Indoor air pollution from biomass combustion and acute respiratory illness in preschool age children in Zimbabwe
International Journal of Epidemiology
Acute respiratory infections (ARI) are a leading cause of childhood illness and death worldwide, accounting for an estimated 6.5% of the entire global burden of disease. 1 In Zimbabwe, as in many other developing countries, ARI are the leading cause of childhood mortality. 2 This study examines the association between household use of high pollution biomass fuels (wood, dung, or straw) and ARI prevalence in children in Zimbabwe using data from a recent nationally representative household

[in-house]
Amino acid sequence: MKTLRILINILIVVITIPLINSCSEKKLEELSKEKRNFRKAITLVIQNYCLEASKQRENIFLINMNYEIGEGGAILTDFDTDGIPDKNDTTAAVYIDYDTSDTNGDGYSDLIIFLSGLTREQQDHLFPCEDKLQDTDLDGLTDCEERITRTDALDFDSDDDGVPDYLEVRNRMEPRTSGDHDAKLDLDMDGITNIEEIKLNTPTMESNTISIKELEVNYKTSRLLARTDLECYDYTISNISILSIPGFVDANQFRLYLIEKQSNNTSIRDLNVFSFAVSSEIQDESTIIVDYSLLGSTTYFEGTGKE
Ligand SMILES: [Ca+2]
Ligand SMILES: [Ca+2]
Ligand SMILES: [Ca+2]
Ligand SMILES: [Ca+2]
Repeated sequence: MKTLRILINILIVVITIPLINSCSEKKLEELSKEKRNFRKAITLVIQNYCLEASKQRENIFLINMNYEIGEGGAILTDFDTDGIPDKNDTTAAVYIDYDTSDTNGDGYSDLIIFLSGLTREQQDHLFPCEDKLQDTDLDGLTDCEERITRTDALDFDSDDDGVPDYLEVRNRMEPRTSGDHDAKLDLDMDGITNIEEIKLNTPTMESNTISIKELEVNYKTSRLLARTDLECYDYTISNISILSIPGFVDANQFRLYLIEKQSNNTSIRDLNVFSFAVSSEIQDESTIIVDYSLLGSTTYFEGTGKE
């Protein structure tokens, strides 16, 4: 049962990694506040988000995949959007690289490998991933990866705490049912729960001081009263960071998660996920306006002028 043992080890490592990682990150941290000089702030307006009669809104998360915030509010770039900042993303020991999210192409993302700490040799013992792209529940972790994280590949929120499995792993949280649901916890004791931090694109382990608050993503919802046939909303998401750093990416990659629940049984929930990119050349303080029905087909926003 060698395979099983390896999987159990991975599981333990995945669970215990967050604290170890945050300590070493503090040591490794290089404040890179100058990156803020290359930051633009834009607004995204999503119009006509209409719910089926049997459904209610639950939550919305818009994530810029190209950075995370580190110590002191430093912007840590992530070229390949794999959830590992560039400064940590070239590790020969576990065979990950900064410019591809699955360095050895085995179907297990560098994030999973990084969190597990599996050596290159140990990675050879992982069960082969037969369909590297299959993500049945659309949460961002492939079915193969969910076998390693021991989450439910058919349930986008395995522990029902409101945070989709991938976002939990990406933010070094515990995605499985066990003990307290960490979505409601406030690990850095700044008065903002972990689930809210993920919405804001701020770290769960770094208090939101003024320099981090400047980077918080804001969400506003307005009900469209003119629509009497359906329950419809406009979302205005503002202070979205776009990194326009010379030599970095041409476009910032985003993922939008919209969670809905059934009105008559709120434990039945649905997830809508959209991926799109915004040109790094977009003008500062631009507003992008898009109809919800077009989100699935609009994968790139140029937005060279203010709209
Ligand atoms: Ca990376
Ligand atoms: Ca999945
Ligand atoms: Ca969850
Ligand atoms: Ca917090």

... ve household survey. Biomass fuels are at the low end of the energy ladder in terms of combustion efficiency and cleanliness. 3 Smoke from biomass combustion produces a large number of health-damaging air pollutants including respirable particulate matter, carbon monoxide (CO), nitrogen oxides, formaldehyde, benzene, 1,3 butadiene, polycyclic aromatic hydrocarbons (such as benzo[a]pyrene), and many other toxic organic compounds. In developing countries, where large proportions of households rely on biomass fuels for cooking and space heating, concentrations of these air pollutants tend to be highest indoors. 4 The fuels are typically burned in simple, inefficient, and mostly unvented household cookstoves, which, combined with poor ventilation, generate large volumes of smoke indoors. Moreover, cookstoves are typically used for several hours each day at times when people are present indoors, resulting in much higher exposure to air pollutants than from outdoor sources. 5 Background Reliance on biomass for cooking and heating exposes many women and young children in developing countries to high levels of air pollution indoors. This study investigated the association between household use of biomass fuels for cooking and acute respiratory infections (ARI) in preschool age children (Ͻ5 years) in Zimbabwe. Methods Analysis is based on 3559 children age 0-59 months included in the 1999 Zimbabwe Demographic and Health Survey (ZDHS). Children who suffered from cough accompanied by short, rapid breathing during the 2 weeks preceding the survey were defined as having suffered from ARI. Logistic regression was used to estimate the odds of suffering from ARI among children from households using biomass fuels (wood, dung, or straw) relative to children from households using cleaner fuels (liquid petroleum gas [LPG]/natural gas, or electricity), after controlling for potentially confounding factors. Results About two-thirds (66%) of children lived in households using biomass fuels and 16% suffered from ARI during the 2 weeks preceding the survey interview. After adjusting for child's age, sex, birth order, nutritional status, mother's age at childbirth, education, religion, household living standard, and region of residence, children in households using wood, dung, or straw for cooking were more than twice as likely to have suffered from ARI as children from households using LPG/natural gas or electricity (OR = 2.20; 95% CI: 1. 16, 4.19). Conclusions Household use of high pollution biomass fuels is associated with ARI in children in Zimbabwe. The relationship needs to be further investigated using more direct measures of smoke exposure and clinical measures of ARI.